Hundreds of thousands of Los Angeles children could return to their classrooms next month, almost a year after the coronavirus pandemic forced learning online across the United States.
The second-largest school district in the country has lagged behind others in the effort to get students back on campus, after a prolonged battle that struggled to balance safety concerns with educational needs.
Under a reopening roadmap agreed between the district and a teachers' union, preschools and elementary schools would be the first to resume in-person lessons in mid-April.
Secondary schools would follow by the end of the month.
The agreement is contingent on vaccinations for school staff and on restrictions being eased throughout Los Angeles County. It also still needs to be approved by the school board and the membership of the United Teachers Los Angeles union.
"The right way to reopen schools must include the highest standard of COVID safety in schools, continued reduction of the virus in the communities we serve and access to vaccinations for school staff," said a joint statement issued by the board and the union on Tuesday.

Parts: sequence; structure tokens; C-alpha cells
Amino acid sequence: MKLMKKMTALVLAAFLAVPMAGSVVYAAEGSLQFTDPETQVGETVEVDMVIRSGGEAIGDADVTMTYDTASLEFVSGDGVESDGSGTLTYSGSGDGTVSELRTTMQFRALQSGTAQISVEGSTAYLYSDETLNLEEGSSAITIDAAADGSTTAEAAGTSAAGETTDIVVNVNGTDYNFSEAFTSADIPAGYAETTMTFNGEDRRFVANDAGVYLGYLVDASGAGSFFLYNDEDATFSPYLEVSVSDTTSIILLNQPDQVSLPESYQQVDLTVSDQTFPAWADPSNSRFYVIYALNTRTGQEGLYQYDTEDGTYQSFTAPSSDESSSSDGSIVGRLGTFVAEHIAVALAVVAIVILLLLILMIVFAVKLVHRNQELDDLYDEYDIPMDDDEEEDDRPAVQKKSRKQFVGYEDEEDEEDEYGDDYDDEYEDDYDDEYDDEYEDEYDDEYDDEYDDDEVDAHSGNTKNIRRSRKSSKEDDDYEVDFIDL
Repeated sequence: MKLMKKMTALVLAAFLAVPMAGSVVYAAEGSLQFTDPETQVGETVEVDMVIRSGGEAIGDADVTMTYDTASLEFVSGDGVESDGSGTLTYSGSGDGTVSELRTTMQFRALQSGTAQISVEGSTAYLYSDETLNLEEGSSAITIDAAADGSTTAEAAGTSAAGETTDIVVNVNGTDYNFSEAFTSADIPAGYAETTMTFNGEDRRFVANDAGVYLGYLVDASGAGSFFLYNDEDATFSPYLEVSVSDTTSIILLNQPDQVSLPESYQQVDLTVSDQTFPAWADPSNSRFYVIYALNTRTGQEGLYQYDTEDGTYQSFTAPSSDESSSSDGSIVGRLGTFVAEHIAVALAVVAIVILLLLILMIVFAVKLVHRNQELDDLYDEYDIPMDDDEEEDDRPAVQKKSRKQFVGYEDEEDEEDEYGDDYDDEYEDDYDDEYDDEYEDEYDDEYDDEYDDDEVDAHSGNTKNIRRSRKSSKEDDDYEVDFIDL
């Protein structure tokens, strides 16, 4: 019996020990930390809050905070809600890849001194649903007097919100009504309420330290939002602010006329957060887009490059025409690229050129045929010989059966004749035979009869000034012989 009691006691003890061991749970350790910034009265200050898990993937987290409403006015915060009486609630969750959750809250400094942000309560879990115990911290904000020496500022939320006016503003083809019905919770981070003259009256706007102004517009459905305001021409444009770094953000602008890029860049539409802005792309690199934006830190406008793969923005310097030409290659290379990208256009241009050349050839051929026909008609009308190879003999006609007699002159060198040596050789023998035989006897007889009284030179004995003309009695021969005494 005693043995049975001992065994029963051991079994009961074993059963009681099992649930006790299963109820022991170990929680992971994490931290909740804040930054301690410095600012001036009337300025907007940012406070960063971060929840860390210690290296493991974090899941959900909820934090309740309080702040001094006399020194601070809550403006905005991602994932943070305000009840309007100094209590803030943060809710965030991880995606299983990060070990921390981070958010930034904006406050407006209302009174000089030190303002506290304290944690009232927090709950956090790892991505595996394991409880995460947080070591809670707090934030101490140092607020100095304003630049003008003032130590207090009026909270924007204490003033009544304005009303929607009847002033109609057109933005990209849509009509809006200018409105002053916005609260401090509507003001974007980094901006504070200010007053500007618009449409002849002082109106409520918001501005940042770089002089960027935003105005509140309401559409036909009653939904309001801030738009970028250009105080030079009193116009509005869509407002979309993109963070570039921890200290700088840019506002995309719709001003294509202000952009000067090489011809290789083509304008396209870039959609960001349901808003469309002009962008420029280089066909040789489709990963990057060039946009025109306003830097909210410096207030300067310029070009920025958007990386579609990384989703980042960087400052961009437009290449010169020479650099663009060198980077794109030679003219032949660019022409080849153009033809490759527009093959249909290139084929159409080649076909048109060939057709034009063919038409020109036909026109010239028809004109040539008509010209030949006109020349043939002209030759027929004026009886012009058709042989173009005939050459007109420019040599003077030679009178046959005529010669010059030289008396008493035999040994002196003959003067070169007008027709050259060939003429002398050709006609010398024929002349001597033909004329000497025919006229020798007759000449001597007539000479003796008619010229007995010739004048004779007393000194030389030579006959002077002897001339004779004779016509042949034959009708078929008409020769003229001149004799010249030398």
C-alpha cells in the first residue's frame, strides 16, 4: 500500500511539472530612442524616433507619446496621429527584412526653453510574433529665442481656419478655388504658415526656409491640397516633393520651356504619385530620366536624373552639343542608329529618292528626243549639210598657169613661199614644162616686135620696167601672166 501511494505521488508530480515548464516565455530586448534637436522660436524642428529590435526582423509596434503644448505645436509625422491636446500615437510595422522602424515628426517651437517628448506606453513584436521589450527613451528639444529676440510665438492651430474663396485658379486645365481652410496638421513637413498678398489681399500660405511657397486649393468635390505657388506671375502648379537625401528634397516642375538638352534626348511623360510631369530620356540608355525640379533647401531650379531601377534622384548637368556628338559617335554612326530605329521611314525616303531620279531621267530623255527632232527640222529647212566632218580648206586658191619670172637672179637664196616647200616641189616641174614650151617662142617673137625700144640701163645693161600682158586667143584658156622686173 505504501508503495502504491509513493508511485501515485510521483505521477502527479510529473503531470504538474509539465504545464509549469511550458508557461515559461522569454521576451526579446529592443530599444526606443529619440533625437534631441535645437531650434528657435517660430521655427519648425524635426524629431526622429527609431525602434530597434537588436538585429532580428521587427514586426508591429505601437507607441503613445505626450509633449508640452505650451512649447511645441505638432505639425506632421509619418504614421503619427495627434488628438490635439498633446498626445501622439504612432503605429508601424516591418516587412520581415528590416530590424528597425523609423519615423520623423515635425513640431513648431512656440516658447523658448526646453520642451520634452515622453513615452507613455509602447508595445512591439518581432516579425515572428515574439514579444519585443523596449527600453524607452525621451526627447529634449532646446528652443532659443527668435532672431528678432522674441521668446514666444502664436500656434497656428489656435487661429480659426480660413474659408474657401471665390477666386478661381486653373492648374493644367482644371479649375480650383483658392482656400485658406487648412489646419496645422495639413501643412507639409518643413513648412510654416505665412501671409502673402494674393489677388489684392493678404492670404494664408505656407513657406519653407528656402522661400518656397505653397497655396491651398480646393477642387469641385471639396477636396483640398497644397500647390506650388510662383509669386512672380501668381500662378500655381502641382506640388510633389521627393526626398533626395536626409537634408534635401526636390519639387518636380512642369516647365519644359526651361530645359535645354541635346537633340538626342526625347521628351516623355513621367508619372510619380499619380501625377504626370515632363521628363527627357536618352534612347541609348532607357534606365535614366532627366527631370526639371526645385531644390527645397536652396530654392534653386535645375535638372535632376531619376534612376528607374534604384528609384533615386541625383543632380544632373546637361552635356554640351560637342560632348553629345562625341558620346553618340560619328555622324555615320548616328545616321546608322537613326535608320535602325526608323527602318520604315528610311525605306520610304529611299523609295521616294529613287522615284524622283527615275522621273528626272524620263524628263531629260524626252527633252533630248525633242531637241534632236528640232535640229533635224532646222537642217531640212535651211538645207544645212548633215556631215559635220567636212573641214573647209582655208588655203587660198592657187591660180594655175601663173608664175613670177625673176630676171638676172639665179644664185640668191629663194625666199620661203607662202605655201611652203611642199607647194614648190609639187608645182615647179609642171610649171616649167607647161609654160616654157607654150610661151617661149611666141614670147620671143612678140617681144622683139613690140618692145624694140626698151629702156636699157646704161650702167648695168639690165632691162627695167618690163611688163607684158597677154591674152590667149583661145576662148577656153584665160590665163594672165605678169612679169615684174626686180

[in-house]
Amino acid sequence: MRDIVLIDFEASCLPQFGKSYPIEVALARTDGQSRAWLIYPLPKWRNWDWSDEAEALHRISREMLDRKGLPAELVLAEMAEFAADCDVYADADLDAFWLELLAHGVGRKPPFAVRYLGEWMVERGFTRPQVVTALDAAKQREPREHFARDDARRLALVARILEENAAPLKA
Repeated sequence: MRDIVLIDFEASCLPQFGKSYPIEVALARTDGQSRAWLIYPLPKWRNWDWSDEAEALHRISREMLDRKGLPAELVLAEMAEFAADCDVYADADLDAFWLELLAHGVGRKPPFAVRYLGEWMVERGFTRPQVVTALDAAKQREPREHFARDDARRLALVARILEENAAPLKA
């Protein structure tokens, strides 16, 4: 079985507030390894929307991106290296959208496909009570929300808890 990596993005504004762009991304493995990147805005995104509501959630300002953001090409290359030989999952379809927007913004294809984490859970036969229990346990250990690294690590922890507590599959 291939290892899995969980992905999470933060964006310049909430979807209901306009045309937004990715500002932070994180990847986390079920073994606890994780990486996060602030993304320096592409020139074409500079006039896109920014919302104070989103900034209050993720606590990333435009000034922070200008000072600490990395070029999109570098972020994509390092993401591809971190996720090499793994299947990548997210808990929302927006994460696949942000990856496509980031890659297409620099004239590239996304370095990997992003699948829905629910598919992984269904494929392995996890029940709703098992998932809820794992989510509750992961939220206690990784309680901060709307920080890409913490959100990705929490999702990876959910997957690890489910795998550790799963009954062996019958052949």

"This agreement achieves that shared set of goals."
The status of school reopenings has varied hugely among US states, and between public, private and religious schools.
In New York City, the nation's largest school district, schools began their phased reopenings in December.
The US Centers for Disease Control and Prevention has urged a return to in-person learning for the nation's 55 million public school students, and said it should not be conditional on teachers' access to vaccines.
More than 61 million Americans have now received one or more vaccine doses -- about 24 percent of the adult population -- and the immunization rate has been steadily rising after a shaky start.
Los Angeles is among the hardest hit parts of California, a state that has logged the highest overall coronavirus death toll in the country.